Whether Paul Thompson intended this to happen, or not, the proposal to gut Concert FM has turned into a really interesting public debate. I especially loved this article in Newsroom by Associate Professor James Tibbles, Head of the School of Music at the University of Auckland. https://www.newsroom.co.nz/2020/02/10/1025129/rnz-concert-more-than-ratings-and-revenue.
This article discusses the real issue of the arts and the essential role of National Radio. It is a debate we have not had for some time. I have really enjoyed the various voices being raised in defence of Concert FM, but also advocating for the need for a feeder service for younger audiences to enter what many of us feel is, the RNZ house of pleasure, with such informative education for us all on a vast array of topics. I thought the final paragraph in the article was wonderful:
Instead, let’s grow the audience so it reflects our cultural landscape; let’s explore new ways to engage with the thousands upon thousands of people of all ages who ‘do’ classical music, but perhaps aren’t currently actively engaged with RNZ Concert. But let’s not turn it into an automatic machine for the brain-dead. We do not deserve this.
The debate on Concert FM reminded me when one time at CCC when the Councillors, concerned about the proposed rate increase (led by a then-councillor who was sitting at the back of the CCC Council table this week as the same arguments were being voiced about rates increases), decided to close some little libraries. There was an outcry from across the rest of the community. Where we might get a few submissions on an issue we received 1000 on this matter.
The Councillors rapidly retreated, led by the promoter of the motion of basing rates on the “CPI”, in the face of such opposition. The leaders of the objection to the proposed policy were recruited to work with Councillors to develop a “little library” policy for the Council. This working party changed the way small libraries were planned and supported in this City.
Good came from a crisis and I’m sure that is what will happen with the debate over Concern FM and Youth FM.
I remember Paul Thompson as Editor of the Press. He was fair but ambitious. It was clear that he would not be in the City long as he climbed his way up the corporate ladder. However, when somebody stumbles old mistakes are rapidly raised. During the week I received this from Diana Shand:
I am told that in May 2013 it was Paul Thompson, the then Fairfax group executive editor, that argued to support Fairfax Media’s decision to ship up to eight million historic New Zealand news photographs and negatives to Little Rock, Arkansas, for “digitising”.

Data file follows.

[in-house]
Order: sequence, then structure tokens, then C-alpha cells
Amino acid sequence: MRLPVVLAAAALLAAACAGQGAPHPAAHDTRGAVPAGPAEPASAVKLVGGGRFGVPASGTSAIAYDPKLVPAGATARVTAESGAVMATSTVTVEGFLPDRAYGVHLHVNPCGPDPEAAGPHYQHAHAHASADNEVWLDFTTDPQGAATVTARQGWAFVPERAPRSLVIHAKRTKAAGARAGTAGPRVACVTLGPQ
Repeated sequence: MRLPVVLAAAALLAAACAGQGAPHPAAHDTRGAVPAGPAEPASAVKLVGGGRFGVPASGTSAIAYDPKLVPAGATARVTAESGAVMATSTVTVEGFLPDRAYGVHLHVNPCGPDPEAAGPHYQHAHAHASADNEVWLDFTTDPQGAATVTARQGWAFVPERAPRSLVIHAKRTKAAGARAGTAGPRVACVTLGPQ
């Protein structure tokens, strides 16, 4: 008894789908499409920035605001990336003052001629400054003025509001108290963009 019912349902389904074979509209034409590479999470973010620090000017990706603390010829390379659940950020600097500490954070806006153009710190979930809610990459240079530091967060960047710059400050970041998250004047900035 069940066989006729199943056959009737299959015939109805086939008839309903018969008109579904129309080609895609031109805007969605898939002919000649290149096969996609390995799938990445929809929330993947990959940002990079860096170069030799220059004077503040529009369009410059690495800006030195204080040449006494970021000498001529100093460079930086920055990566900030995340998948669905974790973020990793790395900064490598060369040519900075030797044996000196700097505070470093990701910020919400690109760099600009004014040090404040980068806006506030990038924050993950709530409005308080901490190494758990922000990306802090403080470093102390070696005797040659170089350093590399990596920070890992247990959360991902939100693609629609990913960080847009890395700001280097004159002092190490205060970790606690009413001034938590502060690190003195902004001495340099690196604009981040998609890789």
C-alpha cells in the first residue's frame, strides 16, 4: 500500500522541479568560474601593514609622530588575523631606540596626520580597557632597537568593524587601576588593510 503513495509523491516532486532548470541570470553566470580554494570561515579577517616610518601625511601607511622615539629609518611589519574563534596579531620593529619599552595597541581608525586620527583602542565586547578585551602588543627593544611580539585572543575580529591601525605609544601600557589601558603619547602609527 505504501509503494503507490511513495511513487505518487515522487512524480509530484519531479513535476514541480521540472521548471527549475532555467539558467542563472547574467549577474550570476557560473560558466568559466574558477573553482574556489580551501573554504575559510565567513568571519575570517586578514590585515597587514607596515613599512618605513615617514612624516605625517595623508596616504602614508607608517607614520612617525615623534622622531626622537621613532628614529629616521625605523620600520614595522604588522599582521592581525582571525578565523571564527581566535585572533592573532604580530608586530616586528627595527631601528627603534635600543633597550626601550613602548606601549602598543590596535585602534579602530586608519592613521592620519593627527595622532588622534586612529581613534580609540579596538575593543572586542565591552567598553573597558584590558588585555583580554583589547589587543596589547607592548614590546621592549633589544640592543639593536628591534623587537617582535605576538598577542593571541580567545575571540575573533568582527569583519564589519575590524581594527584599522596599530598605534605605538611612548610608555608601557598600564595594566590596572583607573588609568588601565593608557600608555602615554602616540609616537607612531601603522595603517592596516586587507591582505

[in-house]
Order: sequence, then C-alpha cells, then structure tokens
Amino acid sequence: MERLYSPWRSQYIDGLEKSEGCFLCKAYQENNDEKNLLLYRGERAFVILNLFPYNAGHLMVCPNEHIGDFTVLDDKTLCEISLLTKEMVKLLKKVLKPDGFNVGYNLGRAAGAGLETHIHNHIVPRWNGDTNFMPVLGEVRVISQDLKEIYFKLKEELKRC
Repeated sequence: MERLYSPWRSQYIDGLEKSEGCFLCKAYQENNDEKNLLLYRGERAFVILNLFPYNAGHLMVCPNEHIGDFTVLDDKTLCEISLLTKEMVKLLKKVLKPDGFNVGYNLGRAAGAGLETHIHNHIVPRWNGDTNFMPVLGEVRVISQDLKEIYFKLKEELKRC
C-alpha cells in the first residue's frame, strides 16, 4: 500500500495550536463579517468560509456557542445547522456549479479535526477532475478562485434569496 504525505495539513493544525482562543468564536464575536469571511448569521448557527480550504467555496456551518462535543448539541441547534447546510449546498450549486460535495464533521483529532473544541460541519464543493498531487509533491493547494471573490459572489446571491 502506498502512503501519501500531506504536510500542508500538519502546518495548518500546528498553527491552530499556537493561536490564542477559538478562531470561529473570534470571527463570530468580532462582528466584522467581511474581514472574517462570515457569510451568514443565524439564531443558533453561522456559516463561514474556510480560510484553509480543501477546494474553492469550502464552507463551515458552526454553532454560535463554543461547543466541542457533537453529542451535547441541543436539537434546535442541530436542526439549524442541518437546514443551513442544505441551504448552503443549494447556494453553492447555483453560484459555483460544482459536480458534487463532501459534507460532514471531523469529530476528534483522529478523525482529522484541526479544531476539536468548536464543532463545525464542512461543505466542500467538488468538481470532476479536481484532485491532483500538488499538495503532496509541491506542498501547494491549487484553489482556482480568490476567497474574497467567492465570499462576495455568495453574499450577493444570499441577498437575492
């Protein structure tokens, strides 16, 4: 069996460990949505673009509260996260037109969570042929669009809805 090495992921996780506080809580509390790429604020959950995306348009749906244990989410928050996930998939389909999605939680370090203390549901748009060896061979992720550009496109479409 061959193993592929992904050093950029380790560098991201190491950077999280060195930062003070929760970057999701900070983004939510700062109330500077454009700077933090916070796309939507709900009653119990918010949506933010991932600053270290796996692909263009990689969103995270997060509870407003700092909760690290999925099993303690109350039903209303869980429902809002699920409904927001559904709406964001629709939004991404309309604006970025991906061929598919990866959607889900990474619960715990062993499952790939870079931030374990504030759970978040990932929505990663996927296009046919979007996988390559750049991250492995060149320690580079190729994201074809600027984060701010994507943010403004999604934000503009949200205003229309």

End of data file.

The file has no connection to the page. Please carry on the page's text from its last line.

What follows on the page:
(if you have trouble with that link…try this https://tinyurl.com/tdktg3w)
After the Herald revealed Fairfax’s plans in May 2013, the ministry intervened and RPA and Fairfax agreed that no item created prior to 1973 could be sold or disposed of without the ministry’s approval. However, it issued “a temporary export certificate” for the whole archive saying it would check for “protected objects” once the collection was digitised.
People tell me that “the digital archiving is yet to be completed, an unknown number of the photographs have turned up on eBay.com for sale and Rogers Photo Archive (RPA), the company involved, is now in receivership facing at least 10 lawsuits totalling more than $94 million. “
“Fairfax Media has gone to court to recover the archives – which also include the photographic records of the Sydney Morning Herald, the Age, and other Australian publications. Observing from the side lines, is the Ministry of Culture and Heritage which allowed the export of this taonga, even though, under the Protected Objects Act, it had the power to refuse the export of photos more than 50 years old.”
“In documents filed in the Circuit Court, Arkansas on December 19, Fairfax argues that from the time the agreement was signed in May 2013, “there were numerous issues raising concern for Fairfax that RPA could not or would not perform”. Under the deal, Fairfax agreed to sell the photographs and negatives to RPA for no charge, and in return RPA would provide separate digital libraries for both Australia and New Zealand.”
An archivist friend observes that “this [Herald article] is from 2015 and …Paul Thompson is now head at RNZ and is gutting Concert FM. The update on this from 5 years ago is that all the pictures are still in the US. We cannot access our heritage, neither the pictures, nor the scans. Yet another example of the attack on our heritage – and it’s the same people at it!”
My response to the media frenzy, which Paul has experienced in the past few weeks, would be that it is important in any society not to destroy a person because they have made a mistake. Instead they should be given a chance to remedy their errors and to learn from them. Paul is a driven man and we need driven people as leaders. A healthy feed of criticism is very difficult for driven people to endure, but, in the long run, is probably really good for them, if they chose to learn from it.
We will watch Paul Thompson. The very wolves he set onto people (including me) in the past will be circling him from now, as per this article https://www.pressreader.com/, and the test of the man will be how he copes. I wish him the best.